february 2023

Your Complete Guide to Baby-Led Weaning + Recipe Ideas!

Wondering what baby-led weaning is? Need help figuring out how to start solids with your little one? This guide has everything you need to know!

10 min read Lesley Bland baby Recommended Products
 A mother feeding a baby in a highchair a banana as part of baby-led weaning.

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Many buzzwords are involved with pregnancy, birth, and babies, which can be overwhelming and cause confusion.

This blog's information will help you understand what Baby-Led Weaning (BLW) is all about, why it is important, and how to get started.

What is baby-led weaning?

So what is meant by BLW, what are the best baby-led weaning first foods, and why is it so important?

Quite simply, it is precisely what it says it is. Taking cues from and responding to your baby when transitioning from an all-milk-based diet to one that includes solid foods.

The World Health Organisation (WHO) and Department of Health (DoH) advise that babies should be on a milk-exclusive diet for the first six months.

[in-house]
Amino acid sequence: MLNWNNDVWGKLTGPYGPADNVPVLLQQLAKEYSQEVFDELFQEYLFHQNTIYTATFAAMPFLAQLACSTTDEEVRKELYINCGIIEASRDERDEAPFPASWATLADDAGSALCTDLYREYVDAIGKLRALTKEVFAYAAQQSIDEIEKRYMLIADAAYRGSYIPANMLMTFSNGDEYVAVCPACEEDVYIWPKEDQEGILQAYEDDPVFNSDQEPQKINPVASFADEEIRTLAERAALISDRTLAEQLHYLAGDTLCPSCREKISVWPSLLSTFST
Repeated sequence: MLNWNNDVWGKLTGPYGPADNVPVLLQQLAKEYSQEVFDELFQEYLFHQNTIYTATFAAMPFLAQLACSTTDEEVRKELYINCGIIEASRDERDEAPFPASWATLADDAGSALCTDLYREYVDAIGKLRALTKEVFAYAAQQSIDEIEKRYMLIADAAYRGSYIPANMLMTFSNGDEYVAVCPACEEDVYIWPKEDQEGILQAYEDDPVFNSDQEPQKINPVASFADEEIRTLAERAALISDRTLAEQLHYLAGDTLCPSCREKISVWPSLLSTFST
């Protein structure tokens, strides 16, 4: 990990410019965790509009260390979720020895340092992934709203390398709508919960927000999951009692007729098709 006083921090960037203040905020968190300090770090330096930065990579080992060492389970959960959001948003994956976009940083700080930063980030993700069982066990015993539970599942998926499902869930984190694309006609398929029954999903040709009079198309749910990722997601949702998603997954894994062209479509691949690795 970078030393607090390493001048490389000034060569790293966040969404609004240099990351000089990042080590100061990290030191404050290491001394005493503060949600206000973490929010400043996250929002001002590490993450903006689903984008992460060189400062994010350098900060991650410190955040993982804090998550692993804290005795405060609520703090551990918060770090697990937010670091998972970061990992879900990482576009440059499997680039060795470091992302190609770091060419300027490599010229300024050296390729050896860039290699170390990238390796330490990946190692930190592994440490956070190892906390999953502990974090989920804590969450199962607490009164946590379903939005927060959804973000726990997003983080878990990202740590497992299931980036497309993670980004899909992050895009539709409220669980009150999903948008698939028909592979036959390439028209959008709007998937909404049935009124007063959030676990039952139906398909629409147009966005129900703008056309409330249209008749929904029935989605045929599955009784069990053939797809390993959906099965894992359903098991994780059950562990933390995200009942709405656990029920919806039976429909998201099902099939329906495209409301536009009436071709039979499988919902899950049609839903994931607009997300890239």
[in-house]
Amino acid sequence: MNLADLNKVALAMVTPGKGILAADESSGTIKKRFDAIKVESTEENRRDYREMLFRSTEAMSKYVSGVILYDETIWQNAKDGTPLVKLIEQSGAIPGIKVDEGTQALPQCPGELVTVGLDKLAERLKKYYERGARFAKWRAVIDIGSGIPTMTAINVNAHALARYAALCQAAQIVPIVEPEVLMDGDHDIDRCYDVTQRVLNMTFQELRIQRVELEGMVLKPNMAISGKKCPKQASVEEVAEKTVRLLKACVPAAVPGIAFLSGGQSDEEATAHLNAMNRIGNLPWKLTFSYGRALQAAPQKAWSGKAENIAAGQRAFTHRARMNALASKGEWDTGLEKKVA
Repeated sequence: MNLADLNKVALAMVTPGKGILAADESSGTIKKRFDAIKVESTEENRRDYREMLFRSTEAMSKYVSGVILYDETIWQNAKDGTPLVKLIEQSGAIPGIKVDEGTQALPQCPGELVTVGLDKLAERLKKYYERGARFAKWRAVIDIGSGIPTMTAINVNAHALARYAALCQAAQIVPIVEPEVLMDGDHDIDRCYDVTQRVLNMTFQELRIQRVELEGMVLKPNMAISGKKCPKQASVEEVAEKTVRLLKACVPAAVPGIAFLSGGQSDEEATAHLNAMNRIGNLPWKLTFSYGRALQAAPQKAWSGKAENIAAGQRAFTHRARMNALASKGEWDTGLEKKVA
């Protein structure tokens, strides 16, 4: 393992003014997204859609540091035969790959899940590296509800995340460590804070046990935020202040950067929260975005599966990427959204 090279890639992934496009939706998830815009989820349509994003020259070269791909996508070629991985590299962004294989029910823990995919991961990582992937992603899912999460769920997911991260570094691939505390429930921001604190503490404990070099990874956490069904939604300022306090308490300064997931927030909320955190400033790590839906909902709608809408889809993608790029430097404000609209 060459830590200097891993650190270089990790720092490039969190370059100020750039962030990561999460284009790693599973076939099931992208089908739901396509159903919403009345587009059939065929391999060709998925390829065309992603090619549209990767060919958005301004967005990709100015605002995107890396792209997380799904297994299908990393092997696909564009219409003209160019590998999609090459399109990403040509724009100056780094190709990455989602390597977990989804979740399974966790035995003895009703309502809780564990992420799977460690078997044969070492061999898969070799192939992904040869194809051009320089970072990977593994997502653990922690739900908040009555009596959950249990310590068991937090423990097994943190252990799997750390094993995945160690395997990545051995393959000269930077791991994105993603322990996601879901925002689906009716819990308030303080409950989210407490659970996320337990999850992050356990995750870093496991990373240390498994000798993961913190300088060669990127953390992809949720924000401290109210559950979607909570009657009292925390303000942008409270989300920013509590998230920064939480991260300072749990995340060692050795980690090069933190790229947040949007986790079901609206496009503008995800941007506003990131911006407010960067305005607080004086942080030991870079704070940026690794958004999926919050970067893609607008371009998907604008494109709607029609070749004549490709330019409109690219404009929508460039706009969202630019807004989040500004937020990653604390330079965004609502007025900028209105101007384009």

This advice is based on robust evidence that has linked early weaning with increased health concerns in babies and later life, as their kidneys and digestive systems are not sufficiently developed to cope with the demands of foods other than milk.

BLW should be viewed as complementary to milk feeds rather than a replacement. It is a very different approach than the more traditional spoon-fed weaning of previous generations. Here are the main features:

  • BLW involves chunks of food that are sufficiently large enough for the baby to hold. The baby will not develop a finger-pincer grip or grasp for small pieces of food until approximately 9-10 months
  • Tends to skip the mashed and pureed stages of food, although these can still be included in a BLW approach
  • Baby chooses what foods to eat and how much and tends to be exposed to more flavours and textures than blended foods

Benefits of baby-led weaning?

BLW is an approach that has been around for over a decade and is supported by research looking at the nutritional health and well-being of babies and children. The benefits of BLW are numerous and include but are not limited to: